Java and Sumatra

The thought of the day is that all men en masse are shites (or super shites) … I would dearly have loved to see a few people with socialist convictions watching the conduct of this camp [Bandung] and knowing the inner story.

[Lieutenant-Colonel Edward 'Weary' Dunlop, 30 October 1942, The War Diaries of Weary Dunlop, Melbourne, Nelson, 1986, 109.]

The second largest concentration of Australians captured by the Japanese in 1942 was in Java. After the Allied capitulation of the Netherlands East Indies (now Indonesia) on 9 March about 3000 Australians remained on the island.

Many were from the 7th Division which had been brought back from the Middle East to help defend Java from the Japanese attack in early 1942. Others were survivors of the sinking of the HMAS Perth in the Battle of Java Sea on 28 February 1942. Yet others were captured trying to escape as Singapore fell on 15 February.

The prisoners' experiences on Java were diverse. In the first months some Australians remained at large, scattered around villages near Bandung (Bandoeng) including Garut and Leles. Conditions were often lax and the prisoners had considerable freedom. Progressively, however, the Japanese concentrated the Allied POWs, including Australians interned at Sukabumi, Tjilatchap, Yogyakarta (Djodjakarta) and Tjimahi, in two major camps: no. 12 PW Camp at Bandung; and the Bicycle Camp in Batavia (Jakarta).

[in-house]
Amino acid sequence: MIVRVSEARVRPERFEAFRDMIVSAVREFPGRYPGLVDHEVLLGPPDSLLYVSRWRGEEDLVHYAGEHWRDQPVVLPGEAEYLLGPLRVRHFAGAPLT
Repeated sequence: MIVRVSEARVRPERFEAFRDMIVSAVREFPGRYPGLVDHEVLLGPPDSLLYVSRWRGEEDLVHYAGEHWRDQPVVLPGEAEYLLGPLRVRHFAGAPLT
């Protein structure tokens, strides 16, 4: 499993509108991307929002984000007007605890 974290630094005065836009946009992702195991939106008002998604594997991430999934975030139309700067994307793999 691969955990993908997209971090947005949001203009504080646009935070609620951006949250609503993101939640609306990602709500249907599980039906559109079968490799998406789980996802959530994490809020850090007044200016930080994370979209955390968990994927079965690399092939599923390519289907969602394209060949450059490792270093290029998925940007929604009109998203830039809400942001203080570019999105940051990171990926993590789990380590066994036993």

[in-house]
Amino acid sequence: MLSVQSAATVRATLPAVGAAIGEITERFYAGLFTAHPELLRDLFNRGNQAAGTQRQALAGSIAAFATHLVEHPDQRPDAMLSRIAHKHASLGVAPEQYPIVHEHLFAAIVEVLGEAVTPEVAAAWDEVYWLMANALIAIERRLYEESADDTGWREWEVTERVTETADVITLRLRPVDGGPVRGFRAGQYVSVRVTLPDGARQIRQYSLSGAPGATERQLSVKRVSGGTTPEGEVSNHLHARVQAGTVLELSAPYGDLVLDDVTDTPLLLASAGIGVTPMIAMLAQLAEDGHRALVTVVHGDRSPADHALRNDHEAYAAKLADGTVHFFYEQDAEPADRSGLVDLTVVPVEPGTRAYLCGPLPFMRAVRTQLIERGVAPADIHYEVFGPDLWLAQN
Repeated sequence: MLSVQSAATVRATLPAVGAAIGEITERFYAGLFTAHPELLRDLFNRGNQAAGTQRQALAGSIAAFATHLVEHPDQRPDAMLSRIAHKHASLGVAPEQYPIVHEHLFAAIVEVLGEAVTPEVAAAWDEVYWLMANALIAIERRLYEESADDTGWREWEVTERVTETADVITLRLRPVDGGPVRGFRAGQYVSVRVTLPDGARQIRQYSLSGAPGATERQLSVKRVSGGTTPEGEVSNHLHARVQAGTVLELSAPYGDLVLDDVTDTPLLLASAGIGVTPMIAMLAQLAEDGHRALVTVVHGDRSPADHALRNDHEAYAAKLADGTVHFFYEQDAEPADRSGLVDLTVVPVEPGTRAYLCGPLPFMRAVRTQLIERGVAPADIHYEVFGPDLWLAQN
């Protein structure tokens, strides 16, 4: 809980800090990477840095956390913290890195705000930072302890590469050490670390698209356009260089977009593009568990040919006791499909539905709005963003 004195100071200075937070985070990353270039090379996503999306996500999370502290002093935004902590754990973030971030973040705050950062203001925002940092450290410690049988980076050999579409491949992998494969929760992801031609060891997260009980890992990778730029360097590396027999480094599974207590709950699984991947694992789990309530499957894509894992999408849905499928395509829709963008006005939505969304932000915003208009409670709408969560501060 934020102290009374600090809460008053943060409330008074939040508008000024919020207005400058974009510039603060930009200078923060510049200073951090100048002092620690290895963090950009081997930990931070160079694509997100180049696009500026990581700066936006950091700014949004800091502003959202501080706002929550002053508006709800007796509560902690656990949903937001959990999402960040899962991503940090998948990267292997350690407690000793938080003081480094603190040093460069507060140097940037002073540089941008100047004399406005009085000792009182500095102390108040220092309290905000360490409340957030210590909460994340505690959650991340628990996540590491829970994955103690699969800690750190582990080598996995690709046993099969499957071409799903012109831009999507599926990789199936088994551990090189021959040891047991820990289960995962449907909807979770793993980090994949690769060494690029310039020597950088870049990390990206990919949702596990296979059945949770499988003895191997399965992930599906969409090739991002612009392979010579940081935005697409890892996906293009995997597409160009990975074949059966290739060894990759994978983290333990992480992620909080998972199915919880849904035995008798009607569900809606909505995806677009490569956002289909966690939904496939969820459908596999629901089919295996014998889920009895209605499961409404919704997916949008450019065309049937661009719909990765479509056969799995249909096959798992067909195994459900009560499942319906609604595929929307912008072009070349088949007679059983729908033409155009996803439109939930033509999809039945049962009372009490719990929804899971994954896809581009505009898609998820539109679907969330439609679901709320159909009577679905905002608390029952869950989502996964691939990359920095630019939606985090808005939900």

The Bicycle Camp was initially shared with Dutch and British POWs and US naval personnel who had survived the sinking of the USS Houston at the same time as the Perth. In mid May, however, the British and Dutch troops (excluding senior British officers) were moved, making room for Australians previously held in Glodok gaol and a congested Chinese school in Batavia, and a further group of Americans. From early August also some of the 2/40th Battalion captured on Timor arrived at the Bicycle Camp where the senior commander was now the Australian who had led the multinational 'Blackforce' during the defence of Java, Brigadier A.S. Blackburn.

No. 12 Bandung camp too was multinational, including not only Australians, British and Dutch but Canadians, New Zealanders, Portuguese, and Ambonese and Menadonese from the Royal Netherlands East Indies Army. Much of the camp administration fell to the Dutch officers who had strong connections with the local community. There were constant tensions between the national groups about the allocation of accommodation and the distribution and cost of food sold in the camp canteens. Lieutenant-Colonel Edward Dunlop of the 2/2nd Casualty Clearing Station, for instance, wrote after the Australians took possession of quarters previously occupied by the Dutch:

Crowning annoyance reached when Maj. Morris in my company took back a box from [the Dutch] area which was previously ours. Dutch officer rudely seized this from him. … I gave [the Dutch] the full blast of my wrath, comparing his officers to carrion birds.

[24 May 1942, The War Diaries of Weary Dunlop, Melbourne, Nelson, 1986, 29.]

Although conditions across Java varied considerably, on the whole they were far better than what the POWs would experience later in the war. For one thing, the accommodation was often substantial: for example, large brick barracks huts at the Bicycle Camp. The supply of food was also reasonably good, since trade with the local community was permitted and well-stocked canteens operated inside the camps (sometimes, it seems, to the financial benefit not just of POWs but of the Japanese). The manual labour demanded of the troops was also not onerous: cutting grass, moving stores, cleaning streets, repairing cars, etc.